Bioremediation is the use of microorganisms to clean the environment contaminated with various pollutants such as chemical wastes and petroleum -based products. The microbes use the pollutants as their carbon source and by doing so the contaminants are broken down. This paper examined the numbers of indigenous microorganisms in soil contaminated with diesel fuel and oil. Contaminant-degrading microbes were isolated and enumerated using phenanthrene in mineral media. The breakdown of phenanthrene was used as an indicator for contaminant degradation. The effects of aeration and the addition of nutrients on bioremediation processes was also studied. Soil samples used in the performed experiments were obtained from Triple M Land Farms, Inc. Aeration and fertilization were found to quicken microbial degradation. The same results, however, were observed for controls over longer periods of time. Phenanthrene-degrading microorganisms were identified to possible genus, but were not fully identified.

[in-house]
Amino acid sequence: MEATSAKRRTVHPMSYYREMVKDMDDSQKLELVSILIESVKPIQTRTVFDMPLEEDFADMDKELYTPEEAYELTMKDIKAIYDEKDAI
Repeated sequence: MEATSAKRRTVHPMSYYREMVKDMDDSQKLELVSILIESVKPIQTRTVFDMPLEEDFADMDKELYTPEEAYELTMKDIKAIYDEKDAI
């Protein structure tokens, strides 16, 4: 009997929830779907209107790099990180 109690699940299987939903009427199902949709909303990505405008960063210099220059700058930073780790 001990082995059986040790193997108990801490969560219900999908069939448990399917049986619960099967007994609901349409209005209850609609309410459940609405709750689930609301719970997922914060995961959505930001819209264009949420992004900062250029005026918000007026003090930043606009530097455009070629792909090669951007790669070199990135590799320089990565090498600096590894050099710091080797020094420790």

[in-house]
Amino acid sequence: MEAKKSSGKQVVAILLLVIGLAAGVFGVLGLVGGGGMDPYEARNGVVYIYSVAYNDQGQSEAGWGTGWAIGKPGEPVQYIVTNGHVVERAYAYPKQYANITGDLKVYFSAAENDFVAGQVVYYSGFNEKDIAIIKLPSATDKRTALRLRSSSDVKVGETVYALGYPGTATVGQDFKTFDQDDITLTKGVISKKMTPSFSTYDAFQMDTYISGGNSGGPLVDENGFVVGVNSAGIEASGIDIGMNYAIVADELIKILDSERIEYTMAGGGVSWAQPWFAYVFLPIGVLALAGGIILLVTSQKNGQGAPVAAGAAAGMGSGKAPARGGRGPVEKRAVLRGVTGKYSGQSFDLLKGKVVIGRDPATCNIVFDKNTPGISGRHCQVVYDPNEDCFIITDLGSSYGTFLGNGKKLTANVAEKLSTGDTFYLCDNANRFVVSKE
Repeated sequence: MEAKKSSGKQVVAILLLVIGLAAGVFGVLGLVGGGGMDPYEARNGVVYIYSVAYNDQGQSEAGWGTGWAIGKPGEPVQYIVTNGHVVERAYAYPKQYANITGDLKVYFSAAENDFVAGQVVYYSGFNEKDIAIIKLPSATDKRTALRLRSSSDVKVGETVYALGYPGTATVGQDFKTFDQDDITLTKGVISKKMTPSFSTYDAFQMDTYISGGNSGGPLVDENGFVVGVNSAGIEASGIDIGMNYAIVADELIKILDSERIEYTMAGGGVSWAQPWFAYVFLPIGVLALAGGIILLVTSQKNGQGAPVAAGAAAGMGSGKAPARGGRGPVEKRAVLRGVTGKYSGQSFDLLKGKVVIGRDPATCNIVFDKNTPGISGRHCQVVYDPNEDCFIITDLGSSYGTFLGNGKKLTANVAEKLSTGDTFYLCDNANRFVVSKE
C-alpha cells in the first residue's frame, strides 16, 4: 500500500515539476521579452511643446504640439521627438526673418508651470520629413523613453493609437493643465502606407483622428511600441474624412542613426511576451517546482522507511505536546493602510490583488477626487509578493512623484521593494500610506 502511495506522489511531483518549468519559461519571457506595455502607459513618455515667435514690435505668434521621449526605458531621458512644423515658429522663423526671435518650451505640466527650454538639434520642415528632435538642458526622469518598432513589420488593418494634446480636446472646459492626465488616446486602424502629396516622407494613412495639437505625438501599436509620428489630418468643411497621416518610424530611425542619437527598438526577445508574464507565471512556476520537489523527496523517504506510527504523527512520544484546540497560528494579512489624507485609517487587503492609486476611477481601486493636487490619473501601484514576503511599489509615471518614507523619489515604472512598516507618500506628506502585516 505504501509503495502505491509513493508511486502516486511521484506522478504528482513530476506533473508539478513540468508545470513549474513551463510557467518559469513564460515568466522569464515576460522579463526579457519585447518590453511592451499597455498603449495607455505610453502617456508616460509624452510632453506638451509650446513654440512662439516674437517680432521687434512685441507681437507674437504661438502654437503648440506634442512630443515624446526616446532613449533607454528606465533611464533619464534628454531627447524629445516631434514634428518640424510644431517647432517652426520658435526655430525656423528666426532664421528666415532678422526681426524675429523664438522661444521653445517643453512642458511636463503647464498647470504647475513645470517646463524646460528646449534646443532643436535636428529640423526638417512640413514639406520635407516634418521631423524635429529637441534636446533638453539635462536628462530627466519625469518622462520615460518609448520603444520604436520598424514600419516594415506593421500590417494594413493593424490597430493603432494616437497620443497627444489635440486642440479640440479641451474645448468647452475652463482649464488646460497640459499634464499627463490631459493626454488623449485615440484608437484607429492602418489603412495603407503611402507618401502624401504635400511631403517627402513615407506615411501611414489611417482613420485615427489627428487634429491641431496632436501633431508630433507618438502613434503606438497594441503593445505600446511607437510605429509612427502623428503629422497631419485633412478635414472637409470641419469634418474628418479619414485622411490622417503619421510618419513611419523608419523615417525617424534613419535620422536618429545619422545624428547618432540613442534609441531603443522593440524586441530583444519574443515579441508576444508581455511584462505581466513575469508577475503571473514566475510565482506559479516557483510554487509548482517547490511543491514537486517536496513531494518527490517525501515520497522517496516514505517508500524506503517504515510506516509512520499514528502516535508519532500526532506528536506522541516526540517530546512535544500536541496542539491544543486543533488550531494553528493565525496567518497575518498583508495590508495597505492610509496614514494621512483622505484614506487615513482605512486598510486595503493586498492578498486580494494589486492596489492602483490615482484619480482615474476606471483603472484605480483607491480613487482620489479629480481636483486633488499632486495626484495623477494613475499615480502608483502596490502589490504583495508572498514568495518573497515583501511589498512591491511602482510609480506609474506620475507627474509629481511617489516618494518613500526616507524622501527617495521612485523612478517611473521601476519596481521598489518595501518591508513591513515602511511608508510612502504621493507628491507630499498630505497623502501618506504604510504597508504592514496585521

Advisor(s) or Committee Chair
Dr. Larry P. Elliott
Fields, Matthew, "Bioremediation: A new Technology using Inhabitants of the Soil" (1993). Honors College Capstone Experience/Thesis Projects. Paper 56.